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It’s been a while since the Service Layer has been enhanced with a new feature called Script Engine, released together with the SAP Business One, version for SAP HANA 9.2 PL04. I’m sure you have already read the relevant blog posts talking about it from Trinidad here and Andy Bai here, as well as the SAP Note 2343691 – Service Layer supports script engine.

As you’ve learned in those posts, there are many benefits of using script engine such as better performance, as it reduces the calls from your application to the Service Layer; re-use of server-side customizations; and the implementation of global transaction for several operations.

Now that you are already familiar with the feature, let me guide you through two very simple examples on how to implement it:

Example A – Creating a Sales Order

So, here is the scenario: before creating a Sales Order, you want to validate whether the customer already exists in the system. If it doesn’t exist, then create it before the sales order, if it already does, just create the sales order. In a world without Script Engine (before 9.2 PL04), your application would have to do at least two requests to the Service Layer (GET BusinessPartners(id), and POST Orders). Since 9.2 PL04, you can do a single request to your own custom script (at the script engine level) in the Service Layer and it will threat other calls internally.

In this example I’m interested in demonstrate the use of global transactions and how to call a Service Layer entity from a custom script, using the script engine feature.

Here is all you’ll need: one javascript and one xml, packed together in a zip file.

The steps required to accomplish this development is described below:

  1. Create a javaScript file which will threat a POST request and perform two calls: one GET request to validate the business partner and a POST request to add the sales order to the given business partner;
  2. Create an xml file with the ARD extension, where you’ll basically reference your javaScript file as part of the Service Layer, as well as some other data such as partner name and namespace so that Business One can install it in the right place during the deployment of your script;
  3. Create a zip file containing both ARD and JS files above;
  4. Run the deployment of this script by importing the zip file using the Extension Manager; and
  5. Test the new script calling it from a REST client.

Let’s now run it step-by-step.

1. Create a javaScript file, name it as you wish using the js extension, in this case it will be SalesOrders.js. Just open your favorite IDE and write the code below, note that it is fully commented:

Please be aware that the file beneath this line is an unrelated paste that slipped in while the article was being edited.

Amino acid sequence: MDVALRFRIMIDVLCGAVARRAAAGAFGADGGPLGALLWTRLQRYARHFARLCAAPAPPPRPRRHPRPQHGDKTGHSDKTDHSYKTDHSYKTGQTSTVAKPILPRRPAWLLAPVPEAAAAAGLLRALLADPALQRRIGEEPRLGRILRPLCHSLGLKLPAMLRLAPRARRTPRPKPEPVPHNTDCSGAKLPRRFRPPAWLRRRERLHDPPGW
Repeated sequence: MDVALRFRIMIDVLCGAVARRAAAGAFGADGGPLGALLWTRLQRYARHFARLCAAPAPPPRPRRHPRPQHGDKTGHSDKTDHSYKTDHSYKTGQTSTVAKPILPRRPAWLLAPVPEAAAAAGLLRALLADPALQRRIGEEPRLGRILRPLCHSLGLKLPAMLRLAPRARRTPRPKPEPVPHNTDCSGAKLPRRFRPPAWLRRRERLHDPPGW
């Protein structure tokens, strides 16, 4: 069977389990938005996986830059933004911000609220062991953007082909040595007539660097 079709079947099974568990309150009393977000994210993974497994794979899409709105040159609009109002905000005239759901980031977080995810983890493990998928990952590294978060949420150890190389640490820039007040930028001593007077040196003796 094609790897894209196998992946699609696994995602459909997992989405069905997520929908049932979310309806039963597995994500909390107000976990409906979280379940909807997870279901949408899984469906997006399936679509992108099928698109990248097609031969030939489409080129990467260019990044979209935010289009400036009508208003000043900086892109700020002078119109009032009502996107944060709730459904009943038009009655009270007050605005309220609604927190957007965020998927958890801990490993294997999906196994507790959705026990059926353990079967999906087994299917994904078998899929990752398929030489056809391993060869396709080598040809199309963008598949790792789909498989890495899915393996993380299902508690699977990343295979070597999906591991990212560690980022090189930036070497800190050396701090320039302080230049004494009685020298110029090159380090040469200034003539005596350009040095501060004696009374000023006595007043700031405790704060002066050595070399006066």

// required to handle http calls
var http = require('HttpModule.js'); 

// required to call SL entities/actions
var ServiceLayerContext = require('ServiceLayerContext.js'); 

function POST() {    
    var ret = {};

    // Instantiates SL context
    var slContext = new ServiceLayerContext(); 

    // Gets the body of the request
    var salesOrderData = http.request.getJsonObj(); 
    
    // Starting point for the Global Transaction
    slContext.startTransaction(); 
 
    //Gets Business Partner data
    var res = slContext.BusinessPartners.get(salesOrderData.CardCode);
    
    //If it doesn't exist then create it
    if (res.status != 200){
        var res = slContext.BusinessPartners.add(
                    {   
                        "CardCode": salesOrderData.CardCode, 
                        "CardName": "BP created using SL Script Engine", 
                        "CardType": "C"
                    }
                );
        
        // If there's any problem creating Business Partner, 
        // roll back and throw the exception
        if (!res.isOK()) {
            slContext.rollbackTransaction();
            throw http.ScriptException(http.HttpStatus.HTTP_BAD_REQUEST, 
                                        res.getErrMsg());
        }
    }
    
    // This is to store and send back business partner details
    ret.BusinessPartnerDetail = res;

    //Create Sales Order
    var res = slContext.Orders.add(salesOrderData);

    // If there's any problem creating the Sales Order, 
    // roll back and throw the exception
    if (!res.isOK()) {
        slContext.rollbackTransaction();
        throw http.ScriptException(http.HttpStatus.HTTP_BAD_REQUEST,